Theory in Biosciences

, Volume 133, Issue 3, pp 175–178

Estimation of species extinction: what are the consequences when total species number is unknown?

Short Communication

DOI: 10.1007/s12064-014-0202-2

Cite this article as:
Chen, Y. Theory Biosci. (2014) 133: 175. doi:10.1007/s12064-014-0202-2

Abstract

The species–area relationship (SAR) is known to overestimate species extinction but the underlying mechanisms remain unclear to a great extent. Here, I show that when total species number in an area is unknown, the SAR model exaggerates the estimation of species extinction. It is proposed that to accurately estimate species extinction caused by habitat destruction, one of the principal prerequisites is to accurately total the species numbers presented in the whole study area. One can better evaluate and compare alternative theoretical SAR models on the accurate estimation of species loss only when the exact total species number for the whole area is clear. This presents an opportunity for ecologists to simulate more research on accurately estimating Whittaker’s gamma diversity for the purpose of better predicting species loss.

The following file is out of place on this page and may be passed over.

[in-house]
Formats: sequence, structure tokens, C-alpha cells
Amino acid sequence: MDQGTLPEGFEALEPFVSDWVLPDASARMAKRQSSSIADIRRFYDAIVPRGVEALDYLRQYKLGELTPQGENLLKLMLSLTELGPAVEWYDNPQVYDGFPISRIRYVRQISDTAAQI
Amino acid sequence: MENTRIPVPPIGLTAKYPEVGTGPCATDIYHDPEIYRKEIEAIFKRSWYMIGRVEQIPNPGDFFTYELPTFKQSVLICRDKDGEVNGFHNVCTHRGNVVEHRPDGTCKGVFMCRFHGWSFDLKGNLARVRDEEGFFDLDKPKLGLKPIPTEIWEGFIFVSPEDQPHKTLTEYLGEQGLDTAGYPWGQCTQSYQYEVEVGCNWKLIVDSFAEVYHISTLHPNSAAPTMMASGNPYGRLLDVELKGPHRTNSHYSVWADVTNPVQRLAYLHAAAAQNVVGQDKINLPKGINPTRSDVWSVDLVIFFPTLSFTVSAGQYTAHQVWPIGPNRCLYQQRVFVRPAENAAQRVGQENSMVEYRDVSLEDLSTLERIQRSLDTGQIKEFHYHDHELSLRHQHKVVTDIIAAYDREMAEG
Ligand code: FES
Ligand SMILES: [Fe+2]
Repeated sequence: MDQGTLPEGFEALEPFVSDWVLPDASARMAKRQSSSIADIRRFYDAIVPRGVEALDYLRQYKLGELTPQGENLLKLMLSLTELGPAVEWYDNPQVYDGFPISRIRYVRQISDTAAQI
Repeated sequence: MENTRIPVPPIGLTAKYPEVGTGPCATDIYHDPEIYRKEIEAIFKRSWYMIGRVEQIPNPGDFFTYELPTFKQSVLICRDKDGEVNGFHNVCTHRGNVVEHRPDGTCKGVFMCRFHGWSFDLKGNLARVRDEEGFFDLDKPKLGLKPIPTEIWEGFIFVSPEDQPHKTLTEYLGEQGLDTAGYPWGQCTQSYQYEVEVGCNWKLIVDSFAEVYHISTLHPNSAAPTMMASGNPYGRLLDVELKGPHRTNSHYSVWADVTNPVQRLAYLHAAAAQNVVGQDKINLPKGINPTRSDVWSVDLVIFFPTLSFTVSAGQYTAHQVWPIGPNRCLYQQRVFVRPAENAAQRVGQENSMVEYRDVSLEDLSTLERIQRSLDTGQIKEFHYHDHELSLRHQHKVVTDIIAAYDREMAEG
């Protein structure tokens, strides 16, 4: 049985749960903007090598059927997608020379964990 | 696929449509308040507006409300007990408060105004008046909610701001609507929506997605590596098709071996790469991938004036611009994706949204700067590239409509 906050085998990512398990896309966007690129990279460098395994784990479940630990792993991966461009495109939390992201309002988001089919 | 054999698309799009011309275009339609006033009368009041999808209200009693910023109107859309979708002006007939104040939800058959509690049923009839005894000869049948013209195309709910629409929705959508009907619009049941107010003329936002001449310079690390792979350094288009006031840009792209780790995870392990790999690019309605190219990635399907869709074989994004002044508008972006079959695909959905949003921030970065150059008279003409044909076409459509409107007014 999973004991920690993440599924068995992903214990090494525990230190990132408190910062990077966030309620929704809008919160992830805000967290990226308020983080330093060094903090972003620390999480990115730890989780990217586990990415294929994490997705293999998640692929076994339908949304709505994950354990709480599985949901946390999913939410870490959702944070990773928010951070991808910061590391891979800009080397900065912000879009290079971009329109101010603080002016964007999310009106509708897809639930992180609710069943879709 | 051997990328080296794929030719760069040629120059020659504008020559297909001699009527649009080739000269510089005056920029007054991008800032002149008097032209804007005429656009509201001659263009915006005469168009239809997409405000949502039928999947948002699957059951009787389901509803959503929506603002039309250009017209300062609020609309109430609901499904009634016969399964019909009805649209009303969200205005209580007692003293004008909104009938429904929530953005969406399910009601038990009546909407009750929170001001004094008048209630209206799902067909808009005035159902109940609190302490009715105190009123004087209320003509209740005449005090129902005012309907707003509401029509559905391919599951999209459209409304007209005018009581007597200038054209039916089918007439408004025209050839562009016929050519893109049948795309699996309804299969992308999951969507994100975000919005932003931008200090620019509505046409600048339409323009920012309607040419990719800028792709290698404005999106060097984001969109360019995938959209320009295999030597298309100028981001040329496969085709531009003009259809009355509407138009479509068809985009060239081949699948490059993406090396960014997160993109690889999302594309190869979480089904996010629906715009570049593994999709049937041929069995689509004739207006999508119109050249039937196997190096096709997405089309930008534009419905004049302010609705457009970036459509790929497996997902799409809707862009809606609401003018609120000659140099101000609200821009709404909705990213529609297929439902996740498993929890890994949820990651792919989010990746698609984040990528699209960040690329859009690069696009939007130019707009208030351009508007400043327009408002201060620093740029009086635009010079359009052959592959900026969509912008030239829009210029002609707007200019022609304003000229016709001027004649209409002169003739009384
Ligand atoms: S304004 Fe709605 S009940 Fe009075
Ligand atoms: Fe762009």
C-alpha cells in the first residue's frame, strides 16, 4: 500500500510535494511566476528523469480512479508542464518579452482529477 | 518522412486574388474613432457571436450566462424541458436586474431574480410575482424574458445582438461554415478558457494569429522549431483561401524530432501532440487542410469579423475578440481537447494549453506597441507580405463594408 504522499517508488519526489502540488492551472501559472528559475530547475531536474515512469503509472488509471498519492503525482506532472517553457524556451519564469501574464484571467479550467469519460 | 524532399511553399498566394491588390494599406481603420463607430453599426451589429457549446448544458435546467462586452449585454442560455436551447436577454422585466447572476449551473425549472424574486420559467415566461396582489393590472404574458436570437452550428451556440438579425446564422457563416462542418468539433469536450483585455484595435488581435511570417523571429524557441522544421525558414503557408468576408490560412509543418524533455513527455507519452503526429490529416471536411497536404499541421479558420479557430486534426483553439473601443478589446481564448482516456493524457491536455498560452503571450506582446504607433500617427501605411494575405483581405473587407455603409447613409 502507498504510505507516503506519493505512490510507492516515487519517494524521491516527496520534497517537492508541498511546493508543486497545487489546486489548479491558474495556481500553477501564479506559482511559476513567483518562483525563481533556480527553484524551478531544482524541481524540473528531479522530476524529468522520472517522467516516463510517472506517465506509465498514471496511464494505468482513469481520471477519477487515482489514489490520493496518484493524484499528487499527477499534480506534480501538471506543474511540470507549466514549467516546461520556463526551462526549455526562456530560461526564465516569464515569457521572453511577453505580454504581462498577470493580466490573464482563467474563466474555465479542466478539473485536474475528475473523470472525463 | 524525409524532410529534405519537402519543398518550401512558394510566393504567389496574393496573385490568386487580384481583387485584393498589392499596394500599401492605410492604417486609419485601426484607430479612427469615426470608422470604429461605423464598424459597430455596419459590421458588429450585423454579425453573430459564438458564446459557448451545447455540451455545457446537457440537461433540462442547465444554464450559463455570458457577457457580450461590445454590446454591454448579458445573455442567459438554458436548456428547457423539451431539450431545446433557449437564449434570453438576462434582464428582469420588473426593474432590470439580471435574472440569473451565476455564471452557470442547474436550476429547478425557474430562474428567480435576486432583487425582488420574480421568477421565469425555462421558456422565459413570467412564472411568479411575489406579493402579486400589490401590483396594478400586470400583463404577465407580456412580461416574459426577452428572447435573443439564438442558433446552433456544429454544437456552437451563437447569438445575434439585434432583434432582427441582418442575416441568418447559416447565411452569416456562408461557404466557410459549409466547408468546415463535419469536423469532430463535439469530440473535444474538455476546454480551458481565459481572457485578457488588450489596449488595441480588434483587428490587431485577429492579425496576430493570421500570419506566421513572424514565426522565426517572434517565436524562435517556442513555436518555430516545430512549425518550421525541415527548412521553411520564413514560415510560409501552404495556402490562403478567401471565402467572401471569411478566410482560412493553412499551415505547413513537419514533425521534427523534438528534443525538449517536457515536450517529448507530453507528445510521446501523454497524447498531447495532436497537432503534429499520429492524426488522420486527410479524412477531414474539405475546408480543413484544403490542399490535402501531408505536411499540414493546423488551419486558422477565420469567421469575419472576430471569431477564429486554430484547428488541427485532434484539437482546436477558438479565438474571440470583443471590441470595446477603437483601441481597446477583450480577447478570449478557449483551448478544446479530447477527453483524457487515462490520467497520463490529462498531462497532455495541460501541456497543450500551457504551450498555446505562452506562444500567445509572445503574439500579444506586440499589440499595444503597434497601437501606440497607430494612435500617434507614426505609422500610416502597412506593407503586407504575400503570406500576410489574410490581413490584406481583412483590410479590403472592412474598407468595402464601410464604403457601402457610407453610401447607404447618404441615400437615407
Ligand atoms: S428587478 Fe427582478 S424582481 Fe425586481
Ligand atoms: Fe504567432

Keywords

Diversity partitioning Species–area curve Power-law models Biodiversity conservation Biodiversity crisis 

Copyright information

© Springer-Verlag Berlin Heidelberg 2014

Authors and Affiliations

  1. 1.Department of Renewable ResourcesUniversity of AlbertaEdmontonCanada
  2. 2.Department of ZoologyUniversity of British ColumbiaVancouverCanada

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